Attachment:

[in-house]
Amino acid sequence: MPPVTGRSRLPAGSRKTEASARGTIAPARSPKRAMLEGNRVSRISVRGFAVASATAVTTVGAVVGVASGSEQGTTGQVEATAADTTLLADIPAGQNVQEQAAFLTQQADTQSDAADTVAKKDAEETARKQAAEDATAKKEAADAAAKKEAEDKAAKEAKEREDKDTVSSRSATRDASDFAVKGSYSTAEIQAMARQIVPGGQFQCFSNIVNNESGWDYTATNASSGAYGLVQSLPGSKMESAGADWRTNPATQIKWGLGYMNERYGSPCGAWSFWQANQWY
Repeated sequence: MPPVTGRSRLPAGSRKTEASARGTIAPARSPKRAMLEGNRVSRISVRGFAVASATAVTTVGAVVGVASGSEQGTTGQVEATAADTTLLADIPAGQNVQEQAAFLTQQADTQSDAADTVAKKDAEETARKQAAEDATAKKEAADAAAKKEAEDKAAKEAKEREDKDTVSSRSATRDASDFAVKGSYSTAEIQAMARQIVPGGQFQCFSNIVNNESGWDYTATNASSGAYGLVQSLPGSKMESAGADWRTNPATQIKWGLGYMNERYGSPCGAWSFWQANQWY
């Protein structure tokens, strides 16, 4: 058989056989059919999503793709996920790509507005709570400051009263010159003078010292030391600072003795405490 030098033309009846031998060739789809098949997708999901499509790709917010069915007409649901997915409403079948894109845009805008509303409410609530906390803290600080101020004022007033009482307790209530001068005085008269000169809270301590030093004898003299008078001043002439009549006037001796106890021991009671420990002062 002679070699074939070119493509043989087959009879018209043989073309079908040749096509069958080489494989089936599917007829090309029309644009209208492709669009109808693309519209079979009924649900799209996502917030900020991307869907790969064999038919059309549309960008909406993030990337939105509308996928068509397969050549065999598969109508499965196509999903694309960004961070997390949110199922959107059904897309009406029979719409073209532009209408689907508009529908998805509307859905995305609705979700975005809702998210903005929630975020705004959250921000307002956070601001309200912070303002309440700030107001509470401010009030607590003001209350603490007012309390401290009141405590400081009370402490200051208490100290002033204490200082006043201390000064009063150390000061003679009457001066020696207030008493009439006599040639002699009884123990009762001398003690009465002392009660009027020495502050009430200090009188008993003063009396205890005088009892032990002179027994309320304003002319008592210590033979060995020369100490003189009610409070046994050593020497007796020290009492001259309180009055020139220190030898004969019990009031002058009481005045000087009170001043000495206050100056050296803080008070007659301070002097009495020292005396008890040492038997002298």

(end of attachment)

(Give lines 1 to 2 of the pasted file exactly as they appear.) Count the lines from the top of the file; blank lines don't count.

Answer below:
[in-house]
Amino acid sequence: MPPVTGRSRLPAGSRKTEASARGTIAPARSPKRAMLEGNRVSRISVRGFAVASATAVTTVGAVVGVASGSEQGTTGQVEATAADTTLLADIPAGQNVQEQAAFLTQQADTQSDAADTVAKKDAEETARKQAAEDATAKKEAADAAAKKEAEDKAAKEAKEREDKDTVSSRSATRDASDFAVKGSYSTAEIQAMARQIVPGGQFQCFSNIVNNESGWDYTATNASSGAYGLVQSLPGSKMESAGADWRTNPATQIKWGLGYMNERYGSPCGAWSFWQANQWY